Section: Research Program
The research activities undertaken by the team aim at developing innovative numerical methodologies putting the emphasis on several features:
Accuracy. The foreseen numerical methods should rely on discretization techniques that best fit to the geometrical characteristics of the problems at hand. Methods based on unstructured, locally refined, even non-conforming, simplicial meshes are particularly attractive in this regard. In addition, the proposed numerical methods should also be capable to accurately describe the underlying physical phenomena that may involve highly variable space and time scales. Both objectives are generally addressed by studying so-called -adaptive solution strategies which combine -adaptivity using local refinement/coarsening of the mesh and -adaptivity using adaptive local variation of the interpolation order for approximating the solution variables. However, for physical problems involving strongly heterogeneous or high contrast propagation media, such a solution strategy may not be sufficient. Then, for dealing accurately with these situations, one has to design numerical methods that specifically address the multiscale nature of the underlying physical phenomena.
Numerical efficiency. The simulation of unsteady problems most often relies on explicit time integration schemes. Such schemes are constrained by a stability criterion, linking some space and time discretization parameters, that can be very restrictive when the underlying mesh is highly non-uniform (especially for locally refined meshes). For realistic 3D problems, this can represent a severe limitation with regards to the overall computing time. One possible overcoming solution consists in resorting to an implicit time scheme in regions of the computational domain where the underlying mesh size is very small, while an explicit time scheme is applied elsewhere in the computational domain. The resulting hybrid explicit-implicit time integration strategy raises several challenging questions concerning both the mathematical analysis (stability and accuracy, especially for what concern numerical dispersion), and the computer implementation on modern high performance systems (data structures, parallel computing aspects). A second, often considered approach is to devise a local time stepping strategy. Beside, when considering time-harmonic (frequency-domain) wave propagation problems, numerical efficiency is mainly linked to the solution of the system of algebraic equations resulting from the discretization in space of the underlying PDE model. Various strategies exist ranging from the more robust and efficient sparse direct solvers to the more flexible and cheaper (in terms of memory resources) iterative methods. Current trends tend to show that the ideal candidate will be a judicious mix of both approaches by relying on domain decomposition principles.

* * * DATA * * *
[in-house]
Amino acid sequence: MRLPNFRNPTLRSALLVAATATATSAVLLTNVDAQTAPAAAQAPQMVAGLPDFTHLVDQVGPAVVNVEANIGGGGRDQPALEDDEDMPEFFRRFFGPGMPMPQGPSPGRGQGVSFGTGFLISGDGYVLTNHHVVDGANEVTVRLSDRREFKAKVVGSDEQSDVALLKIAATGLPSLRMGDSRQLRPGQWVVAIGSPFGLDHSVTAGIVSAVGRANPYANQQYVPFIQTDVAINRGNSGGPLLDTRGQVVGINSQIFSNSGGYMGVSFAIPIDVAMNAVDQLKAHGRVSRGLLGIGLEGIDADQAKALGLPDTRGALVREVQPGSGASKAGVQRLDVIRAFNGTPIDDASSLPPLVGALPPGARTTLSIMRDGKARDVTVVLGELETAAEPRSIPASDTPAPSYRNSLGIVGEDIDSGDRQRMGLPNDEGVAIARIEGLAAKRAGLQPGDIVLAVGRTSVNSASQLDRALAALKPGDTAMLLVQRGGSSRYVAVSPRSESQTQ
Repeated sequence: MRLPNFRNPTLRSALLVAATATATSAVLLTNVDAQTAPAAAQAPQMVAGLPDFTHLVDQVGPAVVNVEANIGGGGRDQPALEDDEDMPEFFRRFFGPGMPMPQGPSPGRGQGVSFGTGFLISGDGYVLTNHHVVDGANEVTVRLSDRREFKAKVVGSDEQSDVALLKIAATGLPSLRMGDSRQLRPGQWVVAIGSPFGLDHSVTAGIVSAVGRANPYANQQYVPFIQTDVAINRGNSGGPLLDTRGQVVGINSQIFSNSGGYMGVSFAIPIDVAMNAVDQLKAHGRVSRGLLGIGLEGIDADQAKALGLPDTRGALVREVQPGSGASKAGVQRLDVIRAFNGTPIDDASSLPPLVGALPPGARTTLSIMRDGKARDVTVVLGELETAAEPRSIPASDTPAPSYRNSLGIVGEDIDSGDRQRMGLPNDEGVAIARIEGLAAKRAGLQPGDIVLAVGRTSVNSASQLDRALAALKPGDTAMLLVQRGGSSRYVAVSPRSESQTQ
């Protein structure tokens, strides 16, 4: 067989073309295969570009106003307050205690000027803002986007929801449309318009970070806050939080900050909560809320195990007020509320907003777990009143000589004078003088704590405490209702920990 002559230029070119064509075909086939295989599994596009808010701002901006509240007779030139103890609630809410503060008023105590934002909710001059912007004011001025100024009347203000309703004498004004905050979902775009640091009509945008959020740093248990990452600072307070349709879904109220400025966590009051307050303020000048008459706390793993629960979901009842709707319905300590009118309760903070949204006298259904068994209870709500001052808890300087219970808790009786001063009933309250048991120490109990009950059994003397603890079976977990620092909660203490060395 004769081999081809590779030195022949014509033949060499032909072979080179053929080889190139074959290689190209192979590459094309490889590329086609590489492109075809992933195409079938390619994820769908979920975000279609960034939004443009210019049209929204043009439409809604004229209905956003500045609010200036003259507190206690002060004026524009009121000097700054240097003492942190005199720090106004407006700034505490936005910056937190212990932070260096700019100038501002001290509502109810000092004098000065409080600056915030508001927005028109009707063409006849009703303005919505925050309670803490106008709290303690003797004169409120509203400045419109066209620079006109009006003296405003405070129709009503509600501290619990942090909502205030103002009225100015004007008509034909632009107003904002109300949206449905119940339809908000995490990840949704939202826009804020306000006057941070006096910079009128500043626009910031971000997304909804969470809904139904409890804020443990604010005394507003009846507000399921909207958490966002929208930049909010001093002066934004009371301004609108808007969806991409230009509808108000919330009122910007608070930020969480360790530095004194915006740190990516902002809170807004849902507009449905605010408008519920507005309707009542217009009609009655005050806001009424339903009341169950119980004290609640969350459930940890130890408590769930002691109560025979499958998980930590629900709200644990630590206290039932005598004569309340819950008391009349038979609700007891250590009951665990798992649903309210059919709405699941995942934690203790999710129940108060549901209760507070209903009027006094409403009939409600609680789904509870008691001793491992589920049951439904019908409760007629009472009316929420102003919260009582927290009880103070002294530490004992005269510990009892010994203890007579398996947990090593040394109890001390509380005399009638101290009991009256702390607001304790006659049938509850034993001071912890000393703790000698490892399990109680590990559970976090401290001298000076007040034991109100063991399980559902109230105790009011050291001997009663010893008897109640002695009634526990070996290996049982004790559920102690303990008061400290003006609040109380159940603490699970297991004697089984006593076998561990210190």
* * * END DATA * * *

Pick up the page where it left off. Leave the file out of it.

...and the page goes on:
Computational efficiency. Realistic 3D wave propagation problems involve the processing of very large volumes of data. The latter results from two combined parameters: the size of the mesh i.e the number of mesh elements, and the number of degrees of freedom per mesh element which is itself linked to the degree of interpolation and to the number of physical variables (for systems of partial differential equations). Hence, numerical methods must be adapted to the characteristics of modern parallel computing platforms taking into account their hierarchical nature (e.g multiple processors and multiple core systems with complex cache and memory hierarchies). In addition, appropriate parallelization strategies need to be designed that combine SIMD and MIMD programming paradigms.
From the methodological point of view, the research activities of the team are concerned with four main topics: (1) high order finite element type methods on unstructured or hybrid structured/unstructured meshes for the discretization of the considered systems of PDEs, (2) efficient time integration strategies for dealing with grid induced stiffness when using non-uniform (locally refined) meshes, (3) numerical treatment of complex propagation media models (e.g. physical dispersion models), (4) algorithmic adaptation to modern high performance computing platforms.